With coal prices skyrocketing up to a level not seen in 13 years because of the war in Ukraine, it’s time for all nations including Malaysia to dethrone King Coal. The country has nine coal-fired power stations, and one of them is located in Manjung, southwestern Perak. This station consumes up to 15 million tonnes of coal a year.

Malaysia as a whole is a laggard in the green race. In the Climate Change Performance Index 2022, which analyses and compares climate change mitigation efforts across 60 countries with the highest emissions, Malaysia is rated Very Low for climate protection performance and occupies the 57th spot near the bottom.

As at 2020 our emissions per capita was 7.98 tons, punching 78% above the global average of 4.47 tons. Malaysia outstrips bigger Asian nations such as India, China, and Indonesia, and even smaller nations such as Singapore in per capita emissions. Our fiscal stimulus to develop alternative green energy sources is lower than the investments being made by nearby countries such as Thailand, Singapore, China, and Indonesia.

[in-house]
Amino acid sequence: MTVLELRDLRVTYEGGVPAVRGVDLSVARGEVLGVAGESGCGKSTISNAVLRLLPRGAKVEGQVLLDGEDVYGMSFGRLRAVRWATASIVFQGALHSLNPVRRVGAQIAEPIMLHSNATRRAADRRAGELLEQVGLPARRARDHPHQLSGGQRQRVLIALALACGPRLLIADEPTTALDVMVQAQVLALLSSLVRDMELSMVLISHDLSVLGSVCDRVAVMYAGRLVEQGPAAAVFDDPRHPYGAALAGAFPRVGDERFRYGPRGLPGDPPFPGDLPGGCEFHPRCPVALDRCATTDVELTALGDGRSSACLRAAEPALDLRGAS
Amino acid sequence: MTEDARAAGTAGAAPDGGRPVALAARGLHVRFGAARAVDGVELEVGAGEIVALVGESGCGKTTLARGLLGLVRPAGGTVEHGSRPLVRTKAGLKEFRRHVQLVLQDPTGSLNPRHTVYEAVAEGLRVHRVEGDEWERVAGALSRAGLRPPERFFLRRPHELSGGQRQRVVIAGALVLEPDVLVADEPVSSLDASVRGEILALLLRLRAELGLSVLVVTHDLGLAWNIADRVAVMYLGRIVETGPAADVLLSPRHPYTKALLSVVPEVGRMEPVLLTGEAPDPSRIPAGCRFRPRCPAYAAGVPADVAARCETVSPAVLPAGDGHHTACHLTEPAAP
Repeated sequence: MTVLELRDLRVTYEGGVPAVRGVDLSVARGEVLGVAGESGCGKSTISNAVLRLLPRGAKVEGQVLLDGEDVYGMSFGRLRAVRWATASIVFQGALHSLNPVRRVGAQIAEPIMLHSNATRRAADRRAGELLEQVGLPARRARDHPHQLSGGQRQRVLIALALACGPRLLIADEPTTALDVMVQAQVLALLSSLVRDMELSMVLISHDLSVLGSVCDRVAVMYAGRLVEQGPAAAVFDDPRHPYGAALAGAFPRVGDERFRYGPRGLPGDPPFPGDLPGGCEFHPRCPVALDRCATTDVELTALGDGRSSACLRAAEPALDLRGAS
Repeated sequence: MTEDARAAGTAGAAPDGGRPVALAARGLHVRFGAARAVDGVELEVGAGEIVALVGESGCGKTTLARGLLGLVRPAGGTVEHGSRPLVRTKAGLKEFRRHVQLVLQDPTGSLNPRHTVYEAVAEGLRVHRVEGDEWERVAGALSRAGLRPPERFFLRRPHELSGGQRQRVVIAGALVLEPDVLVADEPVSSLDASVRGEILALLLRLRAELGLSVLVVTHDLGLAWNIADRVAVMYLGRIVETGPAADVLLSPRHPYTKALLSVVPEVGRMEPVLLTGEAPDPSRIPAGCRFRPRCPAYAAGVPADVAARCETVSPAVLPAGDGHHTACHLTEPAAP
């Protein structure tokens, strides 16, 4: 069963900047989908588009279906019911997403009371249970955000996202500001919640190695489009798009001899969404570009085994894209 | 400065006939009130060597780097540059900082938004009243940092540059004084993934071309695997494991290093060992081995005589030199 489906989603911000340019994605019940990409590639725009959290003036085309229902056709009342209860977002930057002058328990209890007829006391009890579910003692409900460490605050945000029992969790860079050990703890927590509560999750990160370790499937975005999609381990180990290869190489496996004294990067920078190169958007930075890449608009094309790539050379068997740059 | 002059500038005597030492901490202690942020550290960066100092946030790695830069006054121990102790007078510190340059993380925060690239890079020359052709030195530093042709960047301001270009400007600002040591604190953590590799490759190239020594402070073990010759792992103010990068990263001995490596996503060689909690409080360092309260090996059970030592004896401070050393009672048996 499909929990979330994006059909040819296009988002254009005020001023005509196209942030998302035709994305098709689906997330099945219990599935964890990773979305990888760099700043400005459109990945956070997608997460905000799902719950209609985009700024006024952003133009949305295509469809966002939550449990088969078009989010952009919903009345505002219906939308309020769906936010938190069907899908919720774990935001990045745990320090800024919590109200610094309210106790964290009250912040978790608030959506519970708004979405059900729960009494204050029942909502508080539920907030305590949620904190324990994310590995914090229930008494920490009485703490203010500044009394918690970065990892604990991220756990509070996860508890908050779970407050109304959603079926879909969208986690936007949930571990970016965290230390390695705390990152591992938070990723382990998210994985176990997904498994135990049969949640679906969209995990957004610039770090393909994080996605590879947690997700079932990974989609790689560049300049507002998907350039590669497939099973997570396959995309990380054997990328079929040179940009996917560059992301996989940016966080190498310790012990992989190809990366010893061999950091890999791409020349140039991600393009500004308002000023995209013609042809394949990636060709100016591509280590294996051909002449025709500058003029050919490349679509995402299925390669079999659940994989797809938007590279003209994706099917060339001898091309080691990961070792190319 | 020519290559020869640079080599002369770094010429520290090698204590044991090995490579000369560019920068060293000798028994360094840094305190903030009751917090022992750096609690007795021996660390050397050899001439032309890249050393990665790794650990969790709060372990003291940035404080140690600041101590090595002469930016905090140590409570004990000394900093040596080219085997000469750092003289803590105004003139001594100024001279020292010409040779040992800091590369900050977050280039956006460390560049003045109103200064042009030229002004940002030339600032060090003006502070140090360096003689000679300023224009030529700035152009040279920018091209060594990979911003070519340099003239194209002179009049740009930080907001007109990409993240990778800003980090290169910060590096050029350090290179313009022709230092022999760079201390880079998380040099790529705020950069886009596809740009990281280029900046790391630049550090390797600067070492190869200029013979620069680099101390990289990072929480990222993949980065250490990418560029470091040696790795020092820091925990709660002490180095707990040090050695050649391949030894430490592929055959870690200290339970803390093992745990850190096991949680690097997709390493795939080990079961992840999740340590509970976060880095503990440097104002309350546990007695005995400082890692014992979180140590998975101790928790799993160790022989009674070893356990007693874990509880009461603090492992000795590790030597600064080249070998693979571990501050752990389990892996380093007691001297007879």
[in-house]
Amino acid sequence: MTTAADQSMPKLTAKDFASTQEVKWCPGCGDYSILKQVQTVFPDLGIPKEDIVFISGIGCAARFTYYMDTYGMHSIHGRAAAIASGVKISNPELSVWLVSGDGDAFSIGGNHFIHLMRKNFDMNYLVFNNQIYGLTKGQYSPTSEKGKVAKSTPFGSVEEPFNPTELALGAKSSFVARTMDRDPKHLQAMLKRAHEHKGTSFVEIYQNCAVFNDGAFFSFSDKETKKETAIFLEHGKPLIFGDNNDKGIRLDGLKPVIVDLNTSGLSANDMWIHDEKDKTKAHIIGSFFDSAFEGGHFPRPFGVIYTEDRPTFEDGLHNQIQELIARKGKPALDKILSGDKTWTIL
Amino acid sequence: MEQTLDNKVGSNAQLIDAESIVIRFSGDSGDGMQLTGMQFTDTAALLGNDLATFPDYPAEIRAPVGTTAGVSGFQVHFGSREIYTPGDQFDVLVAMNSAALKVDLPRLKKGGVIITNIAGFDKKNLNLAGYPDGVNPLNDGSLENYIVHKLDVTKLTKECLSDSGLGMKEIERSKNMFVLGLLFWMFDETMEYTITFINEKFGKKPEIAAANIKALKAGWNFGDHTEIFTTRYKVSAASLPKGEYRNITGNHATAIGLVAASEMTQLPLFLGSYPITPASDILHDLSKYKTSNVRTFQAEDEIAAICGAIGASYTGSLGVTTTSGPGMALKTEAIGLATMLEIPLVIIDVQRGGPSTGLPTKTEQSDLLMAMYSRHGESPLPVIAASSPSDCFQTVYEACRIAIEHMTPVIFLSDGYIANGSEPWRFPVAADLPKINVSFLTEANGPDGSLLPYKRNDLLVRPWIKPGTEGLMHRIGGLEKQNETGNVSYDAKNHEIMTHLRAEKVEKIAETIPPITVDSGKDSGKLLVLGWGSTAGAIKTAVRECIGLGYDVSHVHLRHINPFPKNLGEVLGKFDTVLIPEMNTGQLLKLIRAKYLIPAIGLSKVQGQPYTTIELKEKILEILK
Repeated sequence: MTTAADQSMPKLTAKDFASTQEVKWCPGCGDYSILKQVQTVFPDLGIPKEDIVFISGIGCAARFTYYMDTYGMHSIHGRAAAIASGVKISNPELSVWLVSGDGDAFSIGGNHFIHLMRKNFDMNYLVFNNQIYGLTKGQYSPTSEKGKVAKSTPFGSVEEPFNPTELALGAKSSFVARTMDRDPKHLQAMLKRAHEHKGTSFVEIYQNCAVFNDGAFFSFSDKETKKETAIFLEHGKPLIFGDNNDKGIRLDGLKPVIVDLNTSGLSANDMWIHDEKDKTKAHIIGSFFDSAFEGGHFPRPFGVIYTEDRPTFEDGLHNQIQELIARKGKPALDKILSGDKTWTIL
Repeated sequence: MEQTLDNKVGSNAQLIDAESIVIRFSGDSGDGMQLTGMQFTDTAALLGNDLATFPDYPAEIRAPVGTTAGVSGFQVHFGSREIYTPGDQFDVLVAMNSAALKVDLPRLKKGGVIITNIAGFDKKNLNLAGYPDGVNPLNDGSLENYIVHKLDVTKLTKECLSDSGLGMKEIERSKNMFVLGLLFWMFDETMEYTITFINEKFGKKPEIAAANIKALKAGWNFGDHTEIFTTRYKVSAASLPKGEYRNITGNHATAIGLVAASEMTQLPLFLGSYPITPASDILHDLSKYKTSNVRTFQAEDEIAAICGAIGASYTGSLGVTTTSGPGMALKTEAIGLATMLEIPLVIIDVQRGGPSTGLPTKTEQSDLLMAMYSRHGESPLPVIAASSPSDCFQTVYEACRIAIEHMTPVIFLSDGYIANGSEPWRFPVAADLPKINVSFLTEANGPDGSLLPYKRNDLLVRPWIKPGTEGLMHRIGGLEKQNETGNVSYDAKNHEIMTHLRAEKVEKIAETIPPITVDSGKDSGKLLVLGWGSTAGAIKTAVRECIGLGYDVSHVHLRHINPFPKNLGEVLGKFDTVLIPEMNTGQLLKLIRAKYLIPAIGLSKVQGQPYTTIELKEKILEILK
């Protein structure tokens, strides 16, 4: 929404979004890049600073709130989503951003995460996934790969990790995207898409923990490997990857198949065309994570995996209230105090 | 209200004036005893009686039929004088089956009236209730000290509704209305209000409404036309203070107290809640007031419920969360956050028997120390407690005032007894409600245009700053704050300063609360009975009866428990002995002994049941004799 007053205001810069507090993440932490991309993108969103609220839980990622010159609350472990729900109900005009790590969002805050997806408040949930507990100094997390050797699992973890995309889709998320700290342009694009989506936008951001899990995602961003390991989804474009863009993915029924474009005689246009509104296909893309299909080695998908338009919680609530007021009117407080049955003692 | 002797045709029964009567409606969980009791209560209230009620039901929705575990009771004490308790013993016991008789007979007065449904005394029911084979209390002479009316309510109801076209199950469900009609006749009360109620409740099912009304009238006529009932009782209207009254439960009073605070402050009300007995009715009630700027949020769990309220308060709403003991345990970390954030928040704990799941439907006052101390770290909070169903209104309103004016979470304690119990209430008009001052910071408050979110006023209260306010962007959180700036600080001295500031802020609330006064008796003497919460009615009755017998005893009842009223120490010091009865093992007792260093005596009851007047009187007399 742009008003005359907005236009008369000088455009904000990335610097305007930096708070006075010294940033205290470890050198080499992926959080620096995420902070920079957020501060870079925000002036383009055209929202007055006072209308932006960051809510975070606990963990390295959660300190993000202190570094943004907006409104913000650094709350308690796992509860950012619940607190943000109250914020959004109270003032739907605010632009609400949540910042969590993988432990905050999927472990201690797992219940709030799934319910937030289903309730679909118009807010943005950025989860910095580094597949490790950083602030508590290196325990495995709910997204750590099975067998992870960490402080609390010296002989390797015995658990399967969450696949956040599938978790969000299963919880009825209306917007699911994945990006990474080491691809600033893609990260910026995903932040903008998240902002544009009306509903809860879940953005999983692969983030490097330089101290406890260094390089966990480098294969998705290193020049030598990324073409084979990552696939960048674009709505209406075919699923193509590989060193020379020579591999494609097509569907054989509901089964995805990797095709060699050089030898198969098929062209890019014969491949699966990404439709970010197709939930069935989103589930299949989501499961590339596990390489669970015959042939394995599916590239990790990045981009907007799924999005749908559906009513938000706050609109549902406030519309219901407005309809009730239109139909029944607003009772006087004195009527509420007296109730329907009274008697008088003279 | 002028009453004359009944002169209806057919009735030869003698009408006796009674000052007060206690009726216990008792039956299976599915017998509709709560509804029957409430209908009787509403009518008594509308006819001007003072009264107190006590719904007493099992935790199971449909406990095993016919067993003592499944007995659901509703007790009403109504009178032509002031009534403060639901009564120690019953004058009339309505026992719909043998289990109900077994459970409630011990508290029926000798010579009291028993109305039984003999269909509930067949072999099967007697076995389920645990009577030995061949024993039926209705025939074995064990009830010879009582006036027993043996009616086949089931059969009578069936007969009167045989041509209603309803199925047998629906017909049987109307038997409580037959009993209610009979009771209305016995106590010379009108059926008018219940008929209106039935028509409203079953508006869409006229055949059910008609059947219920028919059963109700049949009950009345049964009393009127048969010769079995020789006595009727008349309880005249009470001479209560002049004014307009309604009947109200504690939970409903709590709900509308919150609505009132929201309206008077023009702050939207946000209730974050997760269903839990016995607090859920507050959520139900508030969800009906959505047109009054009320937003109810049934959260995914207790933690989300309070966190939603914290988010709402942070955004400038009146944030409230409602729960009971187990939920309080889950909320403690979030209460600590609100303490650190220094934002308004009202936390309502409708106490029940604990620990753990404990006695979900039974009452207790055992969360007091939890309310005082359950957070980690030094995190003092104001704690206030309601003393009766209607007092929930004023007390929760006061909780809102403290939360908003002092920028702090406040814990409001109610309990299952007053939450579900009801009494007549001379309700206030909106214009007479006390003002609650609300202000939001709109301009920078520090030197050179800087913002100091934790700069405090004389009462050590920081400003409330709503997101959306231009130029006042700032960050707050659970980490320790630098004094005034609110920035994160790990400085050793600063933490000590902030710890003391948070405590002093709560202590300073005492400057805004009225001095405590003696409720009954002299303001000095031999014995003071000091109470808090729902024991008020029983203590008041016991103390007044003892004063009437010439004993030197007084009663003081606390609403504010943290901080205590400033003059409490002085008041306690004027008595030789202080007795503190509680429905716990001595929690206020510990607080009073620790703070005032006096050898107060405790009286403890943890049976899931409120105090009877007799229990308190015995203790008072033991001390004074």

Fortunately, we are rejuvenating and the Government has committed to a target of 31% renewable energy installed capacity in 2025 and 40% in 2035. 

As a tropical nation with abundant sunshine between spells of flood, we are geographically positioned to take a bold lead in generating renewable energy, and perhaps the cheapest is solar. It will be a crowning achievement for Dato’ Rumaizi if he can get Ipoh to go completely solar and become a zero carbon city by 2030. 

Why the urgency? Two weeks ago, the Intergovernmental Panel on Climate Change warned that the world’s governments must immediately make a wholesale switch to carbon-free energy to have a shot at preventing catastrophic effects of climate change and retain any hope of avoiding a perilous future on an overheated planet. 

Perak has made a jumpstart with the Ipoh City Council working alongside Tenaga Nasional Berhad (TNB)’s subsidiary GSPARX Sdn Bhd to install solar photovoltaic (PV) panels in council buildings such as the Perak Urban Transformation Centre, Perak Stadium, Indera Mulia Stadium, and Swimming Pool Complex. 

The state also has a solar PV farm constructed by Pekat Group Bhd for Proton at its Tanjung Malim plant, and Pekat is also building a solar PV farm for power plant operator Sun Estates Sdn Bhd in Batang Padang.